Then, at 4.30 pm, General Reginald Dyer marched into Jallianwalla Bagh with 140 troops, most of them Gurkhas, but with a few Sikhs and Baluchis as well. Having blocked the exits, and without issuing any warnings, they fired 1,650 rounds of ammunition at short range into the peaceful and unresisting crowd. Official estimates put the casualties at 379 killed and 1,200 injured. Popular estimates put the figure as much as ten times higher. In fact the dead (who included many women and children) probably numbered between 500 and 600, with three times that many wounded. Dyer had brought two vehicles carrying machine guns with him and had only been prevented from bringing them into the garden by the narrow entrance. He subsequently admitted that there would probably have been many more casualties had he been able to deploy his Maxim guns.
The massacre was a major turning point in the Indian freedom struggle and, along with Gandhi’s Salt March 11 years later, was one of the two moments which gave India’s journey to Independence its unstoppable momentum.
For a generation of Anglophile Indians brought up on British propaganda that the Raj was just and uncorrupt, and that it had replaced centuries of arbitrary tyranny at the hands of brutal Muslim invaders, Jallianwalla Bagh was a moment of revelation. Tagore immediately gave back his knighthood. The Nehrus were radicalised overnight, Motilal announcing that his “blood was boiling” while Jawaharlal’s was “like superheated steam”. Gandhi lost his faith — intact until that point — in British justice, and wrote that he had “underrated the forces of evil” in the British empire.
This month marks the centenary of the massacre, and a slew of new books mark the occasion. Few are likely to be half as good as Kim Wagner’s brilliantly clear and authoritative analysis of the massacre, Amritsar 1919: An Empire of Fear and the Making of the Massacre or Anita Anand’s remarkable and brilliantly researched non-fiction thriller, The Patient Assassin: A True Tale of Massacre, Revenge and the Raj. Both books are well-written, contain new research and break much fresh ground; but in other respects they could not be more different.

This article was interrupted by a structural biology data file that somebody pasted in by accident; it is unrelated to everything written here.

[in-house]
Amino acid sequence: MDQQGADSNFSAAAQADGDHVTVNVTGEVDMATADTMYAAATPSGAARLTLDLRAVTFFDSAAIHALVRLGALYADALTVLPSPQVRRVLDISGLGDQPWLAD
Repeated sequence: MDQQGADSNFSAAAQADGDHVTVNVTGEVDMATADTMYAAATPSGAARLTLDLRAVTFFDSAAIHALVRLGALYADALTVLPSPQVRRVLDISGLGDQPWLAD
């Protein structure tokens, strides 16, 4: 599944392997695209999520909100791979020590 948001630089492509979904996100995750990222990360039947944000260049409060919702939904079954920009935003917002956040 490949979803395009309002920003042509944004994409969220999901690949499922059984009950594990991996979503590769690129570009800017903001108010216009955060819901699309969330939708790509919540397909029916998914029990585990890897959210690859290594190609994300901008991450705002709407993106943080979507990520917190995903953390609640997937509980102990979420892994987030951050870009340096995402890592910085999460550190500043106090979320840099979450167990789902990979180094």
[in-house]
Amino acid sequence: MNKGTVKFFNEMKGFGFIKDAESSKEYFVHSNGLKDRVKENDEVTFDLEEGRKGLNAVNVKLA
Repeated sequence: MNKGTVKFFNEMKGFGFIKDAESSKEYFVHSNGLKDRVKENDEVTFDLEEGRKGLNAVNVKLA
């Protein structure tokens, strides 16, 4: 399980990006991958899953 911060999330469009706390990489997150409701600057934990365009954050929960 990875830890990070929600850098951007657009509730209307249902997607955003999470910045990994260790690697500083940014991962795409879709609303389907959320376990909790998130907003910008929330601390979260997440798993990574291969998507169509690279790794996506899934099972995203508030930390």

Wagner’s style is coolly forensic and scholarly. He sets the massacre in its full historical context, and with massive research into a wide range of primary sources —almost every sentence is footnoted — gets as close as we are ever likely to get to the truth of what happened in Jallianwalla Bagh. In the process, he demolishes a large number of myths that have grown up around the event, both imperial and nationalist.
Anita Anand (full disclosure: she has co-authored a book with this reviewer) takes a more warm-blooded approach, focussing on one extraordinary story that had never been properly told before. The Punjabi revolutionary, Udham Singh, a Sikh orphan who was radicalised by the massacre, spent his life hunting down the man he held ultimately responsible, the former Punjab governor, Sir Michael O’Dwyer, whom he finally assassinated in London at a public meeting in the early months of the Second World War. Singh is a great nationalist hero in the Punjab, but until now not a figure about whom much was known. Through some remarkable research in archives around the world, Anand has reconstructed much of his life, from his early days in the rural Punjab through his radicalisation at Jallianwalla Bagh and his subsequent journey through the international Indian revolutionary underground in Nazi Germany, Bolshevik Russia, and, perhaps most surprisingly, 1920s California.